Monthly Archives: October 2012
Stone crabs are one of Florida’s most valuable fisheries, and like other species we depend on for seafood, they often utilize a variety of habitats and undergo a series of physical transformations throughout their life.
Mating in stone crabs takes place near and offshore during the fall and can only occur when the female has molted and her shell is soft. While eggs are fertilized internally, they are eventually deposited beneath the female’s abdomen or “apron” in an external mass called a sponge. Spawning typically occurs during summer months and females can release millions of fertilized eggs in several intervals.
Every five years, a national survey of fishing, hunting and wildlife-associated recreation is conducted to measure the importance of wildlife-based recreation. The survey evaluates the value of these activities to people and to the economy. The preliminary findings of the 2011 National Survey were released in August 2012 and a complimentary state overview was released in September 2012, both by the U.S. Fish and Wildlife Service. The final reports are expected to be available this month (November 2012) for the national overview and December 2012 for the state overview.
Stone crab season is around the corner. Join the Collier County Sea Grant Extension Agent to learn about one of Florida’s most valuable fisheries!
Perhaps the most well-known function of estuaries, such as Charlotte Harbor, is their role as nursery grounds for growing fish, shrimp and shellfish. Very few marine species spawn in estuaries, but estuaries are used extensively as nursery grounds. Most fish and crustaceans (crabs, shrimp, etc.) spawn offshore. The eggs are typically planktonic (free floating). Eggs develop into larvae that depend upon tides and currents to transport them to suitable habitats to settle out and grow within. Settling young fish and crustaceans utilize a number of different survival strategies, but common to all is a quest to not be eaten.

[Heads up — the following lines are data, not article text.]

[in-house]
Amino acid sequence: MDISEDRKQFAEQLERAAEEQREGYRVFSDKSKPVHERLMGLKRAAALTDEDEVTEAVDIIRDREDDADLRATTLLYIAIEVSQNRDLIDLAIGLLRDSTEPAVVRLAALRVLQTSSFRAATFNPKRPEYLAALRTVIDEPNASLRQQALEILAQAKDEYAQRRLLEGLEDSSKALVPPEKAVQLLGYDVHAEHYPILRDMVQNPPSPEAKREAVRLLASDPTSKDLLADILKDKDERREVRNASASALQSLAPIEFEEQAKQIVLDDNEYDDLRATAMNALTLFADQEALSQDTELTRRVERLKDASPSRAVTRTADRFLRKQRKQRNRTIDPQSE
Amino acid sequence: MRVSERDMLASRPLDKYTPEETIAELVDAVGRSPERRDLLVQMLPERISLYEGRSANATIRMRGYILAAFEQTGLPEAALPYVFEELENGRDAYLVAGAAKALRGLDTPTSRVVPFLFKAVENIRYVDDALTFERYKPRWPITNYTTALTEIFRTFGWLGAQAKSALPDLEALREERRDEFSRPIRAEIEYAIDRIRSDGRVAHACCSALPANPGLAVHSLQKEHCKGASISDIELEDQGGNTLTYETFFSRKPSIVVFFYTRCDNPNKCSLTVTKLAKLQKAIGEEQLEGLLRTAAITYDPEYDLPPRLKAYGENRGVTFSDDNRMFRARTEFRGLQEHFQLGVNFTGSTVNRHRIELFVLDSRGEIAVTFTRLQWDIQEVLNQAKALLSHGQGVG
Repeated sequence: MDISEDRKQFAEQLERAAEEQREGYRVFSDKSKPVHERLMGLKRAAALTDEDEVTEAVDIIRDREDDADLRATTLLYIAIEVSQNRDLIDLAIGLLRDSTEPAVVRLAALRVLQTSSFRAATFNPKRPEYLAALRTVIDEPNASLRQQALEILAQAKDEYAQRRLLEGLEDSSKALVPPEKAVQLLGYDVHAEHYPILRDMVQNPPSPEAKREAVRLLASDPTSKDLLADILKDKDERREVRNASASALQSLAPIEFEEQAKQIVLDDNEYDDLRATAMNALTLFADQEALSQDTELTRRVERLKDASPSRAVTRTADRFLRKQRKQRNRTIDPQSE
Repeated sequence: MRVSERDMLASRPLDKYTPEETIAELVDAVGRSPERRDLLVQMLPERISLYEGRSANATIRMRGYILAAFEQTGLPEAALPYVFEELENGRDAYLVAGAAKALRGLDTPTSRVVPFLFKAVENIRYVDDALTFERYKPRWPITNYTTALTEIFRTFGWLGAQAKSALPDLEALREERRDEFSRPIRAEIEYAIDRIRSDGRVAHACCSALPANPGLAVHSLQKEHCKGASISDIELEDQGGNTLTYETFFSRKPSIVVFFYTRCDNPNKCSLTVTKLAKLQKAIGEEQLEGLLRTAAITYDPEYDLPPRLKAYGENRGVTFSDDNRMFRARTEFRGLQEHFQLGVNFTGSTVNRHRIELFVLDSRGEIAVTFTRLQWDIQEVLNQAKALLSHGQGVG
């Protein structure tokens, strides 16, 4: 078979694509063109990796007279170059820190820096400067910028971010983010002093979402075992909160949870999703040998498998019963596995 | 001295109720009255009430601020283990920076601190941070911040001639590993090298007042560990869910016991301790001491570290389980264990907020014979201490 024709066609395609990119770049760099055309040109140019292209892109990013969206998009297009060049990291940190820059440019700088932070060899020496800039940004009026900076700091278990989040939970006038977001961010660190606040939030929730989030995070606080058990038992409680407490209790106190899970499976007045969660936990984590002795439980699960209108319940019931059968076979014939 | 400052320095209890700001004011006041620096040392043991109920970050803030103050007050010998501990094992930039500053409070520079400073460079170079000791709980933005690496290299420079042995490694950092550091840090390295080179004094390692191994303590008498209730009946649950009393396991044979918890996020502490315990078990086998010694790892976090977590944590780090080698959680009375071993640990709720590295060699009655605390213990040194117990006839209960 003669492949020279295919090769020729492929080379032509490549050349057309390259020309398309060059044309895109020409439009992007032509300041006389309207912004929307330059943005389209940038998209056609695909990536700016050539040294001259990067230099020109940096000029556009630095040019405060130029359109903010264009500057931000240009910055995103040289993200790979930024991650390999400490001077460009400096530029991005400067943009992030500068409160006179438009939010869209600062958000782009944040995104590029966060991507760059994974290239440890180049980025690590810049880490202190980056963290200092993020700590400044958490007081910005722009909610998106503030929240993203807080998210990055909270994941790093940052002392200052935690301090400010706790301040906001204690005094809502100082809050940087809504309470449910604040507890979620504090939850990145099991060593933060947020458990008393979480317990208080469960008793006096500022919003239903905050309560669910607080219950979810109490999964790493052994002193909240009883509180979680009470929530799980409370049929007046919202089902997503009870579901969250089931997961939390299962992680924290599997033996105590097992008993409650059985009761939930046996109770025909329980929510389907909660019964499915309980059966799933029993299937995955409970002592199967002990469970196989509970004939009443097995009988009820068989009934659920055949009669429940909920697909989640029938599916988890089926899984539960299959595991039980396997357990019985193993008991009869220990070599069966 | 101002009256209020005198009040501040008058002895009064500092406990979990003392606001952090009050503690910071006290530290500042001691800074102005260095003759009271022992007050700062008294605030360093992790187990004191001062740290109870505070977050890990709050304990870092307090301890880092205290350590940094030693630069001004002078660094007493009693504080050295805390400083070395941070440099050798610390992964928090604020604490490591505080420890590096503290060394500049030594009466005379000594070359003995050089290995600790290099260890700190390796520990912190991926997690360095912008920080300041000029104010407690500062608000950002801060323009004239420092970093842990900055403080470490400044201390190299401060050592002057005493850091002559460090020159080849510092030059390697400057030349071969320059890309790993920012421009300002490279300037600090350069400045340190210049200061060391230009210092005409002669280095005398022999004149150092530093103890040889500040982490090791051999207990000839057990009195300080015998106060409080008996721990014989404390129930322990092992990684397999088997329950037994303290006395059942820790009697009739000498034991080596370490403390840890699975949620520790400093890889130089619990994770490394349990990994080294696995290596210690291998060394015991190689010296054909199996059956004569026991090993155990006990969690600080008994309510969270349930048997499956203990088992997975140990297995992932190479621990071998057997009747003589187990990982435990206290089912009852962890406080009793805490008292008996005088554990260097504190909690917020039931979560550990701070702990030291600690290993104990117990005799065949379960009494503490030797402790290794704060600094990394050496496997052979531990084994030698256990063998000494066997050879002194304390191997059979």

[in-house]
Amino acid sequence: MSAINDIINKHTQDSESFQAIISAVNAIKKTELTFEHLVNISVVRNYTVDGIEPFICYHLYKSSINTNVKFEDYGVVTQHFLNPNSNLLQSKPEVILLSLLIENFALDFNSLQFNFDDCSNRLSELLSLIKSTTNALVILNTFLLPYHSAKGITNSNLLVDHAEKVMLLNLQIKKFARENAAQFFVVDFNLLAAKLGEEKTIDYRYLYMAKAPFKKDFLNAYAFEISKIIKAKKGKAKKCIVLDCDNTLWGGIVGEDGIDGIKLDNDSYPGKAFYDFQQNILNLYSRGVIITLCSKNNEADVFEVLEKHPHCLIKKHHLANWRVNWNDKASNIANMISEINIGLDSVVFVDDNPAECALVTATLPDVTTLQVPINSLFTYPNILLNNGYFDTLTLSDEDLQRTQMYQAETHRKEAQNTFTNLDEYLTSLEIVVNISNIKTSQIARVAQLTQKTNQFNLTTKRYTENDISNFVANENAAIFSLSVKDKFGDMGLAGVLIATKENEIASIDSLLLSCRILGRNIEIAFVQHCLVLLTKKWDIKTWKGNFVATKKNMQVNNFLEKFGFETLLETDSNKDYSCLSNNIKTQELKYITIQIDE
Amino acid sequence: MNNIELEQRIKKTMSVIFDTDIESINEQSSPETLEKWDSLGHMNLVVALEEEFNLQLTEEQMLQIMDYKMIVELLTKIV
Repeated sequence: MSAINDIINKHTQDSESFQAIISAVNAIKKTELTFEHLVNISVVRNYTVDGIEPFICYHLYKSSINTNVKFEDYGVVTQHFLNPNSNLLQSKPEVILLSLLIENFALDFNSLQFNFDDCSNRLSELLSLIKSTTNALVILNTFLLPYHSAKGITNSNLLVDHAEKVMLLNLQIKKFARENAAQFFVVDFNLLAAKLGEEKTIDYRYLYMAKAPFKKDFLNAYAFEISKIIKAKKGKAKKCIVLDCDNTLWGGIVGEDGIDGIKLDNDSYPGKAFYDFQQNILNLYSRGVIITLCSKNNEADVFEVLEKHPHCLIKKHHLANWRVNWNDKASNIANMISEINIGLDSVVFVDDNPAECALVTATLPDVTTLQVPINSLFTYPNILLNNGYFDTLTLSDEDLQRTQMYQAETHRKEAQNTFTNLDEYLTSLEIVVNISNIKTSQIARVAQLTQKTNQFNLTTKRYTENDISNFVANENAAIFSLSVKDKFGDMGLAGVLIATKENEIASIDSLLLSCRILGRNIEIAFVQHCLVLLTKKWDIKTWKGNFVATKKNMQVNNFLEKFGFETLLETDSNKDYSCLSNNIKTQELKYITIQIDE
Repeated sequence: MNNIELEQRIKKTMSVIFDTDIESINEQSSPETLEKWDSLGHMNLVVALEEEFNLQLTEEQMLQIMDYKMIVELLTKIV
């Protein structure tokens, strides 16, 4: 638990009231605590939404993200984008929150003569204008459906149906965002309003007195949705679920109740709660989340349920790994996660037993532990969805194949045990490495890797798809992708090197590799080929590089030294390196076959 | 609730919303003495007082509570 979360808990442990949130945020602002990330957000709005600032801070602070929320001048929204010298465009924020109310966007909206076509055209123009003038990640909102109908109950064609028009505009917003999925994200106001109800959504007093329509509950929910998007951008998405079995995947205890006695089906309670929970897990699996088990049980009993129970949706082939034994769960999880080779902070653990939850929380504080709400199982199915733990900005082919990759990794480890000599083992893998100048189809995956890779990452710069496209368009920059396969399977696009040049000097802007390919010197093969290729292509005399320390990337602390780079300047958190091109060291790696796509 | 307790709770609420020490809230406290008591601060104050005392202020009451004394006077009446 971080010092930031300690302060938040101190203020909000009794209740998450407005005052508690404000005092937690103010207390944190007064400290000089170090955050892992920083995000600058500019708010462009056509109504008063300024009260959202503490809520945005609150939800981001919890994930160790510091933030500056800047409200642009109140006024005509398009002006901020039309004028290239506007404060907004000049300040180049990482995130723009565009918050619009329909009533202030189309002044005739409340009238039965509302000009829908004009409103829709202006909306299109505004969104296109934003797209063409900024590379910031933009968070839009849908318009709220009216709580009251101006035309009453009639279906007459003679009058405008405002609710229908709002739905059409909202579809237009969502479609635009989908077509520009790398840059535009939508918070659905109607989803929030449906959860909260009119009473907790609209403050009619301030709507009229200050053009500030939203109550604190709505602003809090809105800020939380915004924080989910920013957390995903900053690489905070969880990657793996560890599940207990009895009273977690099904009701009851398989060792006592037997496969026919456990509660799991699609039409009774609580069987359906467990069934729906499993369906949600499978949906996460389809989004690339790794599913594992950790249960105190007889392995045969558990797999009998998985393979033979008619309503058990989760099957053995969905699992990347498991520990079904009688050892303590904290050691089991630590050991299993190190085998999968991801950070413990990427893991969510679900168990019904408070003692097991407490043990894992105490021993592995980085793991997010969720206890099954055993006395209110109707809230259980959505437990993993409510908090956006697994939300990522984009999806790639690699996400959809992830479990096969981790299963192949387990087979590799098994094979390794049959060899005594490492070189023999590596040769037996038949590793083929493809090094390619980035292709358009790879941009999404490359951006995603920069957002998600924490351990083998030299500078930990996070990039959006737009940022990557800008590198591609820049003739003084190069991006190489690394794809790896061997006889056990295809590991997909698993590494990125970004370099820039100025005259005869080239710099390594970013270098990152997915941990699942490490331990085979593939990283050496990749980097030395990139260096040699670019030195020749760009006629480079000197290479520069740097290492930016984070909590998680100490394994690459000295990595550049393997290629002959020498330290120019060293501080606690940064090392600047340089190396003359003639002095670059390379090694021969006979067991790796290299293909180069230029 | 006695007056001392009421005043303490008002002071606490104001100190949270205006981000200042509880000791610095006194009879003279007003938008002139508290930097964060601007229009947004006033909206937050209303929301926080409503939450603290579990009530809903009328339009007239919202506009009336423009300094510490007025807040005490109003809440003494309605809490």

For the third year in a row, Florida Sea Grant Agents in southwest Florida teamed up with the Florida Fish and Wildlife Conservation Commission with the assistance of volunteer divers and captains to participate in the “Great Goliath Grouper Count.” Although the project originally covered Collier through Pasco Counties, it has expanded to include sites in the Big Bend region and southeast Florida. The goals of this regional project are to:
- Provide a snapshot of goliath grouper presence and abundance at known artificial reefs
- Compare abundance & size distribution to habitat, depth, and region – both between and within years
- Characterize the size structure of goliath grouper within the study area
- Involve stakeholders in the collection of fisheries data